on the briefs [*]:
from the United States District Court for the District of
Kansas (D.C. No. 5:16-CV-03077-EFM-DJW)
Michelle Renee Lamb a/k/a Thomas Lamb, pro se.
R. Carswell, Assistant Solicitor General, Bryan C. Clark,
Assistant Solicitor General, and Rachael D. Longhofer,
Assistant Attorney General, Office of Attorney General for
the State of Kansas, Topeka, Kansas, for Defendants-Appellees
Joe Norwood, Johnnie Goddard, and the Kansas Department of
Corrections; Casey L. Walker and Trevin Erik Wray, Simpson,
Logback, Lynch, Norris, P.A., Overland Park, Kansas, for
Defendant-Appellee Paul Corbier; and Jeffrey T. Donoho and
Roger W. Slead, Horn Aylward & Bandy, LLC, Kansas City,
Missouri, for Defendant-Appellee Corizon Health Services.
BACHARACH, McKAY, and BALDOCK, Circuit Judges.
BACHARACH, CIRCUIT JUDGE.
Renee Lamb was born a male. From a young age, however,
Michelle displayed feminine characteristics and identified as
a female. Michelle is now in state prison and is experiencing
gender dysphoria. For this condition, she is receiving
medical treatment, though she claims that the treatment is so
poor that it violates the Eighth Amendment. For this claim,
Michelle must show that prison officials have acted with
deliberate indifference to her gender
undisputed evidence shows that Michelle is receiving hormone
treatment, testosterone-blocking medication, and weekly
counseling sessions. A 1986 precedent, Supre v.
Ricketts, 752 F.2d 958 (10th Cir. 1986), suggests that
these forms of treatment would preclude liability for an
Eighth Amendment violation. Based partly on this precedent,
the district court granted summary judgment to the prison
officials. Michelle challenges the grant of summary judgment,
and we affirm.
What is gender dysphoria and how is it treated?
address Michelle's appeal, we must consider what gender
dysphoria is and consider the available forms of treatment.
The term "[g]ender dysphoria describes the psychological
distress caused by identifying with the sex opposite to the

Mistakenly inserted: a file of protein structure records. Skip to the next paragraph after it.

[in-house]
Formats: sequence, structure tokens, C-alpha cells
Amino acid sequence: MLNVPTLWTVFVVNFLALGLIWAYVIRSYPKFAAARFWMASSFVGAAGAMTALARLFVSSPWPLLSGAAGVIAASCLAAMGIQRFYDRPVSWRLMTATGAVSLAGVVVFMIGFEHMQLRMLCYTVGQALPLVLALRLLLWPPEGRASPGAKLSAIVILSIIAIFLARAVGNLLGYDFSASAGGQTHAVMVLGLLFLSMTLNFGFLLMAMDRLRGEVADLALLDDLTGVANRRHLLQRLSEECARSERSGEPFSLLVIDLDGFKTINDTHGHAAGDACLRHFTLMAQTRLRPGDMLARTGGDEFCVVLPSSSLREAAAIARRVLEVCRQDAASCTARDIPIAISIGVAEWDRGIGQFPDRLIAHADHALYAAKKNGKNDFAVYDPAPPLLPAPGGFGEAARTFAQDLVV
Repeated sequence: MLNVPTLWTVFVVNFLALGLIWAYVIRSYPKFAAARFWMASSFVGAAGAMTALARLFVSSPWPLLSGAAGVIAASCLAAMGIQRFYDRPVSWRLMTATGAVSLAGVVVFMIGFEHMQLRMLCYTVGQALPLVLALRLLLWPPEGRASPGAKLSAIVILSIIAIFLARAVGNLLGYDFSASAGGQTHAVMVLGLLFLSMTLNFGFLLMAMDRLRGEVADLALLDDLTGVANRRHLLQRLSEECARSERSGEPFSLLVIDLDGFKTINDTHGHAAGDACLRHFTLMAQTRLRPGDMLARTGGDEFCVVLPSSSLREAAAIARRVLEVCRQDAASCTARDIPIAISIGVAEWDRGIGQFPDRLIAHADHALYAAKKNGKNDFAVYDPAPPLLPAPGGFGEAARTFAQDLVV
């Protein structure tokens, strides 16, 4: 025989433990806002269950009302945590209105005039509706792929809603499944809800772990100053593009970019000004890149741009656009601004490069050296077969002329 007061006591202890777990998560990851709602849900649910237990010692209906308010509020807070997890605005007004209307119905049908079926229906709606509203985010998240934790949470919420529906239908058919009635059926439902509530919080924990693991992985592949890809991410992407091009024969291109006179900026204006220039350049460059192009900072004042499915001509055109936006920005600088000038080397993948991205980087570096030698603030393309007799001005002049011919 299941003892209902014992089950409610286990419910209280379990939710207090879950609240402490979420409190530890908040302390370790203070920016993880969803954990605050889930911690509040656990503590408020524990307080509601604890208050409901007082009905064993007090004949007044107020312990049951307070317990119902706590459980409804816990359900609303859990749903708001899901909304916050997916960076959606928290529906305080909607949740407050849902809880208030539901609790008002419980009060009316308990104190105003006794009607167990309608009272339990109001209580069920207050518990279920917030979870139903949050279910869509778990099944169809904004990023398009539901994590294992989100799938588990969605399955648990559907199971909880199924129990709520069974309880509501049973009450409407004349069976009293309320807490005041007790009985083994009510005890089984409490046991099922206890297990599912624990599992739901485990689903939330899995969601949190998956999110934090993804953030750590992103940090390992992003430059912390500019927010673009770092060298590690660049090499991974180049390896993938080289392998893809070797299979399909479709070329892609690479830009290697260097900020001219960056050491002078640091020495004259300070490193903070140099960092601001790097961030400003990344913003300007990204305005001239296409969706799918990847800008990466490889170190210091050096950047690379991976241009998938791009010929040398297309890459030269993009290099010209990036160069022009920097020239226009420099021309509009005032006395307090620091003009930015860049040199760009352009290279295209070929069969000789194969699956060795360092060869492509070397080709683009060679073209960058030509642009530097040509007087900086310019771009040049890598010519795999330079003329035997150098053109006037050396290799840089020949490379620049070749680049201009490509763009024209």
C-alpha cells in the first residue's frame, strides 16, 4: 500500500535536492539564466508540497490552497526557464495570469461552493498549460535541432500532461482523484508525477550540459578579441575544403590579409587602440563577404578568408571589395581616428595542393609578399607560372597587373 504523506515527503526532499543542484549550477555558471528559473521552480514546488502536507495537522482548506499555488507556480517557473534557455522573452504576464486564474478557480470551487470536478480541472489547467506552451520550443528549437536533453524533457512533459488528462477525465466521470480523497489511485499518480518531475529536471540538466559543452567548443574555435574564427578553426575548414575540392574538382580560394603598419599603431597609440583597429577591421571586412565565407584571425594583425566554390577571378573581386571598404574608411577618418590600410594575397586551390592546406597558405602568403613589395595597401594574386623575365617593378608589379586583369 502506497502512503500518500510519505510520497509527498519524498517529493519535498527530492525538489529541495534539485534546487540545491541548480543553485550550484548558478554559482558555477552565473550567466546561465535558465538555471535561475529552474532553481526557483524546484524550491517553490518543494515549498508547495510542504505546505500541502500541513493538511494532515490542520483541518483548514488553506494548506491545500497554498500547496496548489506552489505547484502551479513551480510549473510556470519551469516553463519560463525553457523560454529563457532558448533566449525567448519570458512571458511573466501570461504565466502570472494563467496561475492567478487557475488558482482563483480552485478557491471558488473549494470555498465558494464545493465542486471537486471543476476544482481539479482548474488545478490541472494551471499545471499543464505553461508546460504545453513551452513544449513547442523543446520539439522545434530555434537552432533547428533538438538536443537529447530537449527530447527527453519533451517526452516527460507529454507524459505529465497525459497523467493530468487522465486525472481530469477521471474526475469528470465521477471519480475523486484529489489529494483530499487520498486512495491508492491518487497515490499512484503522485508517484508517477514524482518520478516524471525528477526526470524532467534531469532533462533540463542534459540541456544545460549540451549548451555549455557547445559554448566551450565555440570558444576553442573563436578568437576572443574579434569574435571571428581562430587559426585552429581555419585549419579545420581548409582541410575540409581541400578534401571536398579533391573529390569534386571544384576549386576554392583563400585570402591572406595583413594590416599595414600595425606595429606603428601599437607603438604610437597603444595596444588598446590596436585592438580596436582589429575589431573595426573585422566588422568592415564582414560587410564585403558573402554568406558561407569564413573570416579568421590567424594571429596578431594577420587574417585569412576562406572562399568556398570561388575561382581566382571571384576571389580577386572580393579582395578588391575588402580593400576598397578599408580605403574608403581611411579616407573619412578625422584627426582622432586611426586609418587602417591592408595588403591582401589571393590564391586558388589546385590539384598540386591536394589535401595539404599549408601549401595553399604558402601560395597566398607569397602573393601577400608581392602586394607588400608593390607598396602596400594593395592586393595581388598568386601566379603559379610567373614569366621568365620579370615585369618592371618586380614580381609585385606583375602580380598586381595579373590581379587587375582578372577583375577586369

one assigned at birth." Treatment forms currently include
• [c]hanges in gender expression and role (which may
involve living part time or full time in another gender role,
consistent with one's gender identity);
• [h]ormone therapy to feminize or masculinize the body;
• [s]urgery to change primary and/or secondary sex
characteristics (e.g., breasts/chest, external and/or
internal genitalia, facial features, body contouring);
• [p]sychotherapy (individual, family, or group) for
purposes such as exploring gender identity role, and
expression; addressing the negative impact of gender
dysphoria and stigma on mental health; alleviating
internalized transphobia; enhancing social and peer support;
improving body image; and promoting resilience.
What are the applicable legal tests?
determine whether the prison's treatment for
Michelle's gender dysphoria was constitutionally
adequate, we consider the constitutional test, the standard
for summary judgment, and our standard of review.
Eighth Amendment prohibits officials from acting with
deliberate indifference to a prisoner's serious medical
need. The seriousness of Michelle's medical
need is uncontested for purposes of summary judgment. Thus,
the only substantive issue is whether the existing treatment
constituted deliberate indifference to Michelle's gender
issue arose in summary judgment proceedings. To obtain
summary judgment, the prison officials needed to show the
absence of a genuine dispute of material fact and their
entitlement to judgment as a matter of law. In considering
the district court's application of the summary judgment
test, we engage in de novo review.
What does our ...